Royal Dutch Shell: A Brexit Opportunity

| About: Royal Dutch (RDS.A)

Summary

Shell shares dropped rapidly in a single day after the Brexit vote, but this is an opportunity that long-term investors should not miss.

Shell will benefit from an increase in oil prices this year, which are set to improve further on account of the improving oil market balance.

Shell has refocused its portfolio to sell high-cost assets and is instead investing in low-cost areas so that it spends less capex and increases cash flow in the long run.

Shell’s free cash flow per year is expected to rise to $25 billion a year by the end of the decade as compared to $12 billion last year.

The Brexit vote has cast a pall of gloom on global stock markets, leading to a broad market sell-off that has erased $2 trillion worth of market capitalization in just one day. However, in my opinion, this massive sell-off has brought a window of opportunity for investors to accumulate certain stocks that have impressive potential in the long run.

In my opinion, European oil and gas giant Royal Dutch Shell (NYSE:RDS.A) (NYSE:RDS.B) is one such player, which lost over 6% of its value last Friday on the back of the sell-off that followed Britain's referendum. Shell's aggressive focus on cash flow on the back of assets with lower costs and higher returns will eventually drive the company's performance in the long run, which is why we will be taking a closer look at its prospects.

Higher oil prices will be a tailwind going forward

As 2016 has progressed, both oil prices and refining margins have picked up impressive momentum. This will prove to be a tailwind for Shell's upstream and downstream businesses. For instance, Brent crude now trades at $48 per barrel after rising close to 33% in 2016. This is good news for Shell investors as the company has seen its earnings from both conventional oil and gas plays, along with the offshore segment, almost diminish due to low oil pricing.

However, the rise in Brent prices will lead to an increase in Shell's realizations and help its upstream business make a comeback. More importantly, it is quite likely that the rise in oil prices will continue in the long run as the market is rebalancing itself on the back of higher demand and lower supply. For instance, oil demand is set to increase by 1.43 million bpd in 2016, with 2017 demand anticipated to come in at 1.54 million bpd.

Concurrently, non-OPEC supply in 2016 is set to decline by 800,000 bpd, with another decline of 400,000 bpd anticipated next year. The decline will be a result of a 25% drop in oil capital expenses in 2016 to $136 billion, which will eventually create a better demand-supply balance in the market. In fact, OPEC is now of the opinion that oil demand growth for 2016 will be strong enough to exceed supply. The following chart indicates a timeline as to when the market will attain balance:

Source: BP

Why Shell?

When oil prices had started falling, Shell started to focus on assets where its payout will be higher in a low-pricing scenario. As such, it started developing those assets where the margin per barrel will be higher and capex requirements will be low so that cash flow remains in good shape. As a result, the company announced that it will sell$30 billion worth of assets during the period of 2016-18 so that it can refocus its portfolio toward high-grade assets.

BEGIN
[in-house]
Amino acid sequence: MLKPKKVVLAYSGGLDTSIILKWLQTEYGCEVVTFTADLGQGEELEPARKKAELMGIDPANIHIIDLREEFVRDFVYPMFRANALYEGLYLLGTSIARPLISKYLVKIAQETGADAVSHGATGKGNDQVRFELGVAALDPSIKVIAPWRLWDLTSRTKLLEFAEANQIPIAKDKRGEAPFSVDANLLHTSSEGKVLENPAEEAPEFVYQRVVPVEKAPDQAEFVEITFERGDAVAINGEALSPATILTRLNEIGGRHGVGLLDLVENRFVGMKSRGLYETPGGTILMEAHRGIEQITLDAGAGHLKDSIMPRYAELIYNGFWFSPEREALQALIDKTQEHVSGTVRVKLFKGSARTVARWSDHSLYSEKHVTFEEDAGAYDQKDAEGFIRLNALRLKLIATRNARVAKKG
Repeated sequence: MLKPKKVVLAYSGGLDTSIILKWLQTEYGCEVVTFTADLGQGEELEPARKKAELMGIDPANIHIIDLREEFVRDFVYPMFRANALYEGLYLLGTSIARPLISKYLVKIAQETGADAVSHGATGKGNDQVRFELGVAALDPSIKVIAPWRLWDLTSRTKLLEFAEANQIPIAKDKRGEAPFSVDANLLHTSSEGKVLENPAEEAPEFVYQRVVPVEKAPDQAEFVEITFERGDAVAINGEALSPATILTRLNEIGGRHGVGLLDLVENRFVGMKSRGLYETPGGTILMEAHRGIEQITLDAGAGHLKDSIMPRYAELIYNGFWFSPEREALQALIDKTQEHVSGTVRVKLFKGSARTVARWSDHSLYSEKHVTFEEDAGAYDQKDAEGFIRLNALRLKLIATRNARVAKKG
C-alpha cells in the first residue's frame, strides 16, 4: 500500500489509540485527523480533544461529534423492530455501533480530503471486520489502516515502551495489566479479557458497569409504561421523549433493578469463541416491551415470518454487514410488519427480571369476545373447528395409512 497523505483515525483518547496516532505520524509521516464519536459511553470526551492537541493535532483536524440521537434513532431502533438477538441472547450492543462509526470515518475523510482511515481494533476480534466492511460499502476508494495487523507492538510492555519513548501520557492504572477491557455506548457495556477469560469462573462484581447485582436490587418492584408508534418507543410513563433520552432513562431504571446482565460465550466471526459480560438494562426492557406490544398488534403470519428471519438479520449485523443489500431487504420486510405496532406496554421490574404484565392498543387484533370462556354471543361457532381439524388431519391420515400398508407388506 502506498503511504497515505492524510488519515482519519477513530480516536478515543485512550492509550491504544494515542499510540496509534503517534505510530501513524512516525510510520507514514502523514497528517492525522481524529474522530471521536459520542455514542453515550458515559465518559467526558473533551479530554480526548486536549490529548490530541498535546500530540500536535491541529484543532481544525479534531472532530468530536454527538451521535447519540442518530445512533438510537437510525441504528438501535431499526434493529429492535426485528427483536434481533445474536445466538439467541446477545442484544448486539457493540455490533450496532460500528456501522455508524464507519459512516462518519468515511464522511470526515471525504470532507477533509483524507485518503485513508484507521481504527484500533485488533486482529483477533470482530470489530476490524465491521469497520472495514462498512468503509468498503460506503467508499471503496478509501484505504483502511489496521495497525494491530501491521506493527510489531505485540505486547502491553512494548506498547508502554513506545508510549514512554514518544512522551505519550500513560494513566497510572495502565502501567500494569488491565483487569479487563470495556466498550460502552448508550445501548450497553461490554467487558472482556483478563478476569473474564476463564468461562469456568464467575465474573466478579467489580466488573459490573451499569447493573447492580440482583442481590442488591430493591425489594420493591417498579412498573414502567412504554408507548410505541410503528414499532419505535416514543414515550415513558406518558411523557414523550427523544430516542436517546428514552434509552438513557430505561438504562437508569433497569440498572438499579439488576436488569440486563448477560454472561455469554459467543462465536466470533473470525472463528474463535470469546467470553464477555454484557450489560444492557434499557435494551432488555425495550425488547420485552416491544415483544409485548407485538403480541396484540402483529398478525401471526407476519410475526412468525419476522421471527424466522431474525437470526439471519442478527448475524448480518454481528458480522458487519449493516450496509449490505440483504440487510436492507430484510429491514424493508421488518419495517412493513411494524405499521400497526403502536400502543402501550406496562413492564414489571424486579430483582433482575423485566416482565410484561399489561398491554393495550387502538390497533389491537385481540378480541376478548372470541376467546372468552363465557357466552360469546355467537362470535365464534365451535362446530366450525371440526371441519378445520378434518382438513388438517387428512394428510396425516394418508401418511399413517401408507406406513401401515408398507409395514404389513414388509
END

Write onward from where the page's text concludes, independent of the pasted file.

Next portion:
Shell has already achieved $6 billion-$8 billion of asset sales this year, but at the same time, it has been focusing on increasing its production from those assets where cash operating costs will be below $15 per barrel of oil equivalent. The company is carrying out this opportunity by focusing on certain key areas such as improving the downstream infrastructure and investing in those upstream projects where capex requirements are low.

The following chart clearly shows that Shell will be ramping up its production from these assets remarkably in the next couple of years:

Source: Shell

But, at the same time, Shell will be spending less on capital expenditure to achieve this increase in production. For instance, this year, Shell's capex is slated to come in at $29 billion, which is a 20% drop as compared to last year. Moreover, over the next three years until the end of the decade, Shell forecasts on spending an average of $27.5 billion a year as capital expenditure. Thus, as Shell's outlay drops and production increases, its cost per barrel will continue to drop and this will lead to an increase in cash flow.

In fact, as shown in the infographic given below, Shell's annual free cash flow and return on average capital employed will both increase by the end of the decade as the company trains its investments toward more efficient assets:

Click to enlarge

Source: Shell

Conclusion

Thus, driven by a combination of an improvement in the oil market and a low-cost asset base, Royal Dutch Shell is set to gain more momentum going forward. Therefore, it will be a good idea to buy shares of Royal Dutch Shell on the drop since the company is set to deliver more upside in the long run.

Disclosure: I/we have no positions in any stocks mentioned, and no plans to initiate any positions within the next 72 hours.

I wrote this article myself, and it expresses my own opinions. I am not receiving compensation for it (other than from Seeking Alpha). I have no business relationship with any company whose stock is mentioned in this article.